The new man in the Vatican continues to make noise, for the right reasons.
Early this week Pope Francis named 19 new cardinals—the first batch of his papacy, with many of the appointees coming from the global south—Asia, Africa, and Latin America. Among them is Cotabato Archbishop Orlando Quevedo—a first from Mindanao.
Naming cardinals is a time-honored papal task, so that wasn’t the big news. What was noteworthy was how Francis framed the appointments. In his letter to the cardinal-elects, he cautioned them against careerism and reveling in their new positions. “The cardinalship does not imply promotion,” he said. “It is neither an honor nor a decoration. It is simply a service that requires you to broaden your gaze and open your hearts.”
The Pope also warned them to refrain from lavish celebration: “While you must do so with pleasure and joy, ensure that this sentiment is far from any expression of worldliness or from any form of celebration contrary to the evangelical spirit of austerity, sobriety and poverty.”
The caveat has become typical of Francis, who has made simplicity and humility among the defining marks of his young papacy. The other virtues he has brought to the Vatican are even more startling: a sense of compassion, openness and modernity that is a veritable blast of fresh air starkly different from the coldly dogmatic, often divisive pronouncements that had come from the Holy See in the last few years.
Recently, among the 32 babies he baptized in the Sistine Chapel was the seven-month-old child of a couple who were “unmarried” in the eyes of the Church (they had wed at city hall and not at a traditional church service). Francis went ahead and baptized the child. It was an act consistent with the exhortation he had earlier directed at priests and bishops, that the sacraments such as baptism and communion should not be used as a battering ram in the culture wars—withheld, say, from legislators opposed in principle to Rome’s rigid anticontraception stand, or from divorcees, or from children of broken families—but should be seen as “spiritual food that helps one to go on; … a remedy, not a prize.”
In an interview with the Italian newspaper La Stampa, he also recalled: “Last year in Argentina I condemned the attitude of some priests who did not baptize the children of unmarried mothers. This is a sick mentality.”
That this Pope appears to be more responsive to the world’s changing character and values can be seen in another development: the 38-question survey the Vatican has sent out to parishes worldwide to seek out the opinions of ordinary Catholics, as well as bishops and theologians, on such hot-button issues as contraception, premarital sex, divorce, single parenting and gay unions. It’s reportedly the first time since the 1960s that the Catholic Church has asked lay parishioners for their thoughts on these matters—a move that, in the words of Chicago’s archbishop Cardinal Francis George, not only “seems to be offering an outstretched hand to the people of the church,” but is also “encouraging the bishops to be listeners to the voice of the people.”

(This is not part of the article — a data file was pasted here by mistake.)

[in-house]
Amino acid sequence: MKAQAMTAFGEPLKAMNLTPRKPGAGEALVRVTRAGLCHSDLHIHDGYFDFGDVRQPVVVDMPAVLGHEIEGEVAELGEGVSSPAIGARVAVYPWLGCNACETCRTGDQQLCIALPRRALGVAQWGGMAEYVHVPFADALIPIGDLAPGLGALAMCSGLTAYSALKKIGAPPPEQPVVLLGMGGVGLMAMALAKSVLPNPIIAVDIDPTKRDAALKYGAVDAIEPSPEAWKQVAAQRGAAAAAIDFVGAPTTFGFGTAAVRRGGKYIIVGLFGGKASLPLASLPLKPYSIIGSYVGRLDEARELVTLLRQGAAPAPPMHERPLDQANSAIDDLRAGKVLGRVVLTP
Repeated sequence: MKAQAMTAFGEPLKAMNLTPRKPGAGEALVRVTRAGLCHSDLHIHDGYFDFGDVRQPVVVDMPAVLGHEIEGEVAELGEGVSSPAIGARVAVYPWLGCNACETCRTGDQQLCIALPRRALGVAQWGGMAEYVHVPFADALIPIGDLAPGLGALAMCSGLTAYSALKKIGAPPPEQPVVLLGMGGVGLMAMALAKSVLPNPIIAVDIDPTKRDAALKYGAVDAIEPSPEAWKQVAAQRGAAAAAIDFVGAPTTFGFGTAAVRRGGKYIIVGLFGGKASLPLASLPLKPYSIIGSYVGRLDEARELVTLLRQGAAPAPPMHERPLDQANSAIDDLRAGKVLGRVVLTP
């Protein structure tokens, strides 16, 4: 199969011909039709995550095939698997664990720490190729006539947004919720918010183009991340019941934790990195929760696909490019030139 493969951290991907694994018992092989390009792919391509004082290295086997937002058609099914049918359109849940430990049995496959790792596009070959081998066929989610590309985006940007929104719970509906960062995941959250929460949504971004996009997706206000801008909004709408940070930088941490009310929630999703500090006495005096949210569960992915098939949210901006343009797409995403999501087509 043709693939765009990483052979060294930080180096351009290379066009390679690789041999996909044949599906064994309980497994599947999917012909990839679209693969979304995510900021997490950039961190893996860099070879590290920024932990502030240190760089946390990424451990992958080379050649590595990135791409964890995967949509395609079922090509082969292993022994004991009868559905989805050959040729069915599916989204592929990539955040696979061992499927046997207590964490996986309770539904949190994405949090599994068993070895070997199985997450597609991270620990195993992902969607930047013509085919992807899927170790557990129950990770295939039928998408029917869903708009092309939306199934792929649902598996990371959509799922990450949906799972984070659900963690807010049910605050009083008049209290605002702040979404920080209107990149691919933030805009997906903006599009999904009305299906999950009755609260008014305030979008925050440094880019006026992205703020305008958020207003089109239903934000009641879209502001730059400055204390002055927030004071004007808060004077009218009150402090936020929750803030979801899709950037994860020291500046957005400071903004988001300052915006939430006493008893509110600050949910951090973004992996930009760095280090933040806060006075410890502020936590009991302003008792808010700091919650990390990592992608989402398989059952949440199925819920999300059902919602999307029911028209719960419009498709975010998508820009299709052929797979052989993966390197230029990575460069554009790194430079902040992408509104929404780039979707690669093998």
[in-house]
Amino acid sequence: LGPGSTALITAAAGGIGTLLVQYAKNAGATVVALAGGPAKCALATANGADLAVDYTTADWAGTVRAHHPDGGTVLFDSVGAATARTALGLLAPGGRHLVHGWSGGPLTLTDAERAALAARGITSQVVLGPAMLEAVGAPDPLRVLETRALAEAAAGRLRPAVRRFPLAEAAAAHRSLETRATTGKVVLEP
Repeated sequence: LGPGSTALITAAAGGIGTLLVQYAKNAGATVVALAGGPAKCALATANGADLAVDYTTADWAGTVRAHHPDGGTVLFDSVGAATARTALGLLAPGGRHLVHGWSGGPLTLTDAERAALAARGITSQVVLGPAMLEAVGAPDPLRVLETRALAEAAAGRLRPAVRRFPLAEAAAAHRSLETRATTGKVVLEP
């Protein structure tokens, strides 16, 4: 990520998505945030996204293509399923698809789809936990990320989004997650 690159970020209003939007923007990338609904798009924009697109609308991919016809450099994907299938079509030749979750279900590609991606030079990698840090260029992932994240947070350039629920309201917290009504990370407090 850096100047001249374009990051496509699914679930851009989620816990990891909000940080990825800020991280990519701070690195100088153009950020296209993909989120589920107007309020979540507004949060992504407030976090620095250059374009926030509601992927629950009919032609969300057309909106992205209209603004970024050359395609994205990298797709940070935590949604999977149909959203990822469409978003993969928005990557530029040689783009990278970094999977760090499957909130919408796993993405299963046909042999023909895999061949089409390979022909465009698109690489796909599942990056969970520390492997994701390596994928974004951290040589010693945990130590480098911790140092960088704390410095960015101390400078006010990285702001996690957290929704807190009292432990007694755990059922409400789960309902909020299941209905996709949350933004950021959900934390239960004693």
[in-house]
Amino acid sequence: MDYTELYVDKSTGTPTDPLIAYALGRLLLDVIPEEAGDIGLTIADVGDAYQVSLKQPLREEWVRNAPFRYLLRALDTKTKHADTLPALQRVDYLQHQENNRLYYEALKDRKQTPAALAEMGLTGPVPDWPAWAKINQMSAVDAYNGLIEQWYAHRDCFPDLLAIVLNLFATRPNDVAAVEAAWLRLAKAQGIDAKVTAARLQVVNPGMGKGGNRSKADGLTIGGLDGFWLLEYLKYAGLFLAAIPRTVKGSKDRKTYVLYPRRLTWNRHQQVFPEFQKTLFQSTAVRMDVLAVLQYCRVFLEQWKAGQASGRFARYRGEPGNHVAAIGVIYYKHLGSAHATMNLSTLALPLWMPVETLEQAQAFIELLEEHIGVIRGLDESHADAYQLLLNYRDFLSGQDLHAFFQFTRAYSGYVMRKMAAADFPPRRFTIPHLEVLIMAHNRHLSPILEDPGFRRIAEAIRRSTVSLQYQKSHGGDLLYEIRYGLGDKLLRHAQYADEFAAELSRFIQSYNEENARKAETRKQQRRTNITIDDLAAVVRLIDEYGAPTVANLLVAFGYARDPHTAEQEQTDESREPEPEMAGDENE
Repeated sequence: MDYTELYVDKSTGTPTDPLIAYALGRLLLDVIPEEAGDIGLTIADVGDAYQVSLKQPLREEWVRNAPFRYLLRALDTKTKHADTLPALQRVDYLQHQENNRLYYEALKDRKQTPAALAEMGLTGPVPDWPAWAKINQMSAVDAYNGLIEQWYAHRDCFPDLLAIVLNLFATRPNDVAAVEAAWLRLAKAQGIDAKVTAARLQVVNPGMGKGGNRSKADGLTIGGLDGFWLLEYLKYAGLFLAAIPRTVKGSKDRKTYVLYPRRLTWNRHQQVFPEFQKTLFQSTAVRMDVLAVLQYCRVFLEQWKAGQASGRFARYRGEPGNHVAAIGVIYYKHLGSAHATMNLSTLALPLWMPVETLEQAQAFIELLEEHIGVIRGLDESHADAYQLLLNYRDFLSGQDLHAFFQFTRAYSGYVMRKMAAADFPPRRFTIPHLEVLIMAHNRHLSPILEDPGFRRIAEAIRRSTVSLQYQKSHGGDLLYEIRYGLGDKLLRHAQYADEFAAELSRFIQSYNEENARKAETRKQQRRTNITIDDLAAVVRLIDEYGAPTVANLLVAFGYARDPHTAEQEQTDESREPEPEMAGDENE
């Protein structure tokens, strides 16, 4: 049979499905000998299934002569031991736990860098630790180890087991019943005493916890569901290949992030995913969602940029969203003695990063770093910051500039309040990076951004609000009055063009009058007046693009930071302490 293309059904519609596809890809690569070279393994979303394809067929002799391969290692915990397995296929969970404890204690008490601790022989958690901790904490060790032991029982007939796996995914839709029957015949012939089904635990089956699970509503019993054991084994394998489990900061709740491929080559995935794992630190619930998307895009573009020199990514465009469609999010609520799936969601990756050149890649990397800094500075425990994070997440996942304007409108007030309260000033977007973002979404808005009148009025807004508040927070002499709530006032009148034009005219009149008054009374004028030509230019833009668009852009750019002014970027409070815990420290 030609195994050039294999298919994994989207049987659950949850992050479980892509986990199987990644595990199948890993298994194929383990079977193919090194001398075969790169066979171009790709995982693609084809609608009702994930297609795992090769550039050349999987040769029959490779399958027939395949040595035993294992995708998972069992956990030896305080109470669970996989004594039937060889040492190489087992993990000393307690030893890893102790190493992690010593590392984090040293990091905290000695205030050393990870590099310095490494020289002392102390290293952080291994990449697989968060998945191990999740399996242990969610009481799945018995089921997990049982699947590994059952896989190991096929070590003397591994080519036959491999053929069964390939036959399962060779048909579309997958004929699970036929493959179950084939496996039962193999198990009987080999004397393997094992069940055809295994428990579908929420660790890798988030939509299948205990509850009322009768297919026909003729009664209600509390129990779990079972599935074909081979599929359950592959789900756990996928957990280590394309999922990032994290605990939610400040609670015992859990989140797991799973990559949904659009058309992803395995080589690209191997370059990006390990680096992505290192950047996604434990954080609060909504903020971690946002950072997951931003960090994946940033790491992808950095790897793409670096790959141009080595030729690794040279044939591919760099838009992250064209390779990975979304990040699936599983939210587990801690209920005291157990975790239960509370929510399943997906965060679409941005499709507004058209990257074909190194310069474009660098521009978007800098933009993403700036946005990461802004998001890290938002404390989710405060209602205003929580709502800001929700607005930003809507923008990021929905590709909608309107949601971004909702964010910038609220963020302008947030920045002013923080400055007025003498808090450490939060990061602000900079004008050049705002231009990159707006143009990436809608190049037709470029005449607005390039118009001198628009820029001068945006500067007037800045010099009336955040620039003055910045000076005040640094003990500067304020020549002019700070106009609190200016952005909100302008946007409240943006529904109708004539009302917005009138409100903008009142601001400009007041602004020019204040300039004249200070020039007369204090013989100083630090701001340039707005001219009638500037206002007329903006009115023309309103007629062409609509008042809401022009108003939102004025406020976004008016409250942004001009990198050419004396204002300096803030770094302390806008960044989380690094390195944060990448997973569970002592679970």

It’s entirely possible, of course, that nothing will come out of this gesture. It took the Church centuries to admit it had erred in sending Galileo to the dock for his temerity to propose that Earth revolved around the sun, and not the other way around. Pope Francis himself, while calling on his Church to forge a new way of engaging women in evangelical work, insists that only men can be priests, but women must be given broader decision-making opportunities in the Church, and their voices heard more.
For many, that stand still comes up way too short. The Church appears to be trapped in double talk in calling for greater democratic rights in countries all over the world, while remaining beholden to its own antiquarian, retrograde way of doing things in its own backyard. But perhaps Francis should also be given time to further define the legacy he wants to stamp on the 1.2-billion-strong Catholic congregation he heads. He has barely been a year in his chair, and yet the changes he has wrought—if mostly in manner and tone for now—have been tantalizing and invigorating.
Who knows? If his record so far is any indication, there will be more surprises from this bold, forward-thinking Pope.
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